State Rep. Dwight Evans, D-Phila., takes issue with my Tuesday column for suggesting the fast-rising subsidy for the Pennsylvania Public School Employees' Retirement System, which is sucking up hundeds of millions more each year from both school district property taxpayers and the cash-strapped state budget, might spark further changes in how future teachers and other school workers help fund, qualify for, and will be paid in retirement.
Evans points out the steep increase ($400 million next year, hundreds of millions more projected in future years) is still less than would have been without HB-2497, the reform act Evans helped pilot through the General Assembly to be signed by Gov. Rendell this fall.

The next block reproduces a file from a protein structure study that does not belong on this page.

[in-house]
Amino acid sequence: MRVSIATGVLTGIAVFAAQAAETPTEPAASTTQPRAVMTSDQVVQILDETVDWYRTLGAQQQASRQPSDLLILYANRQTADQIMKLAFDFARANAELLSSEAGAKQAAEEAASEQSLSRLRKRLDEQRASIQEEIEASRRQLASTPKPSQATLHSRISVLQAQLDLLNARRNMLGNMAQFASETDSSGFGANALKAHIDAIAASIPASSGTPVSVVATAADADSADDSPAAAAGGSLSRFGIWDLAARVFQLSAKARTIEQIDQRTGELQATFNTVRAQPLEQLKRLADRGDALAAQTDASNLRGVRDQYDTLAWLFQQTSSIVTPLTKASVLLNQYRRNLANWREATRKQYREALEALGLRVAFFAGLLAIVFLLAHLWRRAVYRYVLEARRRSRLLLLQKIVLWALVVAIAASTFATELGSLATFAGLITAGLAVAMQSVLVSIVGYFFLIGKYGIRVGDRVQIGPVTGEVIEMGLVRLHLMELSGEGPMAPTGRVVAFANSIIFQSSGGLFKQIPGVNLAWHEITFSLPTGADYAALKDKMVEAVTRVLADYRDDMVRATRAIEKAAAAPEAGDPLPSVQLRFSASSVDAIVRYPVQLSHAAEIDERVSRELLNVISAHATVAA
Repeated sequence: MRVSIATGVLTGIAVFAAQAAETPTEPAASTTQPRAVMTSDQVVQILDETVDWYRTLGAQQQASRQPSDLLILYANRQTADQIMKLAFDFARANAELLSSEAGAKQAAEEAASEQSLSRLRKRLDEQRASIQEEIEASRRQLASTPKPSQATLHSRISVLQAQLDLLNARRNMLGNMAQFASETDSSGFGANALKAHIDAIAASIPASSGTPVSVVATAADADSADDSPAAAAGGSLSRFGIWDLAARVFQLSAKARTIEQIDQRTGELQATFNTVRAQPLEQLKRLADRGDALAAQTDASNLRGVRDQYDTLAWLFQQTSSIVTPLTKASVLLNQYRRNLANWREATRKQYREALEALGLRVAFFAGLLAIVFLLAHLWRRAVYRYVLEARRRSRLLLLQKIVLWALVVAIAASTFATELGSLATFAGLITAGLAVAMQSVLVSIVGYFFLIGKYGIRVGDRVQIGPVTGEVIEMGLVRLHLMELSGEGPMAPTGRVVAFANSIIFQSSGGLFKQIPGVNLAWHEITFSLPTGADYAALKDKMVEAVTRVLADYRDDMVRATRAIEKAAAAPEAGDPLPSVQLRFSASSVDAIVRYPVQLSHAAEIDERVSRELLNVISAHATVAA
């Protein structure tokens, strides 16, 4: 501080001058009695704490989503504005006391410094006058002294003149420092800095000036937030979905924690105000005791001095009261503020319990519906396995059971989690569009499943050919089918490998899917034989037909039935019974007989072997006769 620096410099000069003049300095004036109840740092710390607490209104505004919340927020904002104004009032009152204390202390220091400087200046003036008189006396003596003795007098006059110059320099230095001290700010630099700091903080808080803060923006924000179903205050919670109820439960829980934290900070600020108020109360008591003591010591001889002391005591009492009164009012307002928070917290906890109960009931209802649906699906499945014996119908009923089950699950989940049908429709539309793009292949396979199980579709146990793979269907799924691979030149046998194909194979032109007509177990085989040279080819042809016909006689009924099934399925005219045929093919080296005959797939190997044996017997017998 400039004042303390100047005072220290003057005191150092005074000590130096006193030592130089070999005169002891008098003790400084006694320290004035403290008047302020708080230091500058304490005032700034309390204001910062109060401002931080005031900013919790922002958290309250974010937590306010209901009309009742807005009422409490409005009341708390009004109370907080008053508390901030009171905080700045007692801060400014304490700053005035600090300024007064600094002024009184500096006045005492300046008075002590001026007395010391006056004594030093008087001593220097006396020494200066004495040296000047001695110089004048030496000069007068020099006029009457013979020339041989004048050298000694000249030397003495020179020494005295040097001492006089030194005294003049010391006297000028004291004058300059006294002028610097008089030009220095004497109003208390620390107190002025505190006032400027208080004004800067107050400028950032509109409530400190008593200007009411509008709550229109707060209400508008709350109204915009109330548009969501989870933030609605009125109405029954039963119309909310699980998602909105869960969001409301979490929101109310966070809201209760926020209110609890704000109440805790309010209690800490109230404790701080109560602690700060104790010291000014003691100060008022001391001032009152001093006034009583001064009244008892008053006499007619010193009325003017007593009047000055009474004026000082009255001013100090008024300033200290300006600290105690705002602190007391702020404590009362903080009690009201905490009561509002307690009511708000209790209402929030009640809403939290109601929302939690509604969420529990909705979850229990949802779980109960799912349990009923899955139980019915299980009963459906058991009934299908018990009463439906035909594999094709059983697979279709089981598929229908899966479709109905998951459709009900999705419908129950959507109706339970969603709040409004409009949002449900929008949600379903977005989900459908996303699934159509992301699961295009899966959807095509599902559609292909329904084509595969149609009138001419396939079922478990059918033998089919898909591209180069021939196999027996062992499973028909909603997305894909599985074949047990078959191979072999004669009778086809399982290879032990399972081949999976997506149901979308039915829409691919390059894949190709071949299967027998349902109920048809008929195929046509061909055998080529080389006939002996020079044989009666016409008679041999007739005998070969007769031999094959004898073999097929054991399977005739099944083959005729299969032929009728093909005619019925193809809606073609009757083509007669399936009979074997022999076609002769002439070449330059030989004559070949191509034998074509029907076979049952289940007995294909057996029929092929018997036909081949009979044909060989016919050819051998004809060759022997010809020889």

He notes the difficulty, under past Pennsylvania case law, of cutting back public employee benefits. And, Evans told me, he expects the stock and bond markets will recover, pushing investment values higher and reducing the actual need for greater subsidies: "The markets have always come back in the past."
Evans also doubts the Republicans who ousted him and other Democratic leaders from control of the state House, or GOP Gov.-elect Tom Corbett, will go any further to trimming pensions for politically powerful state workers and retirees than the combined parties already have: "This is not New Jersey," where Gov. Chris Christie is pushing further state pension cuts.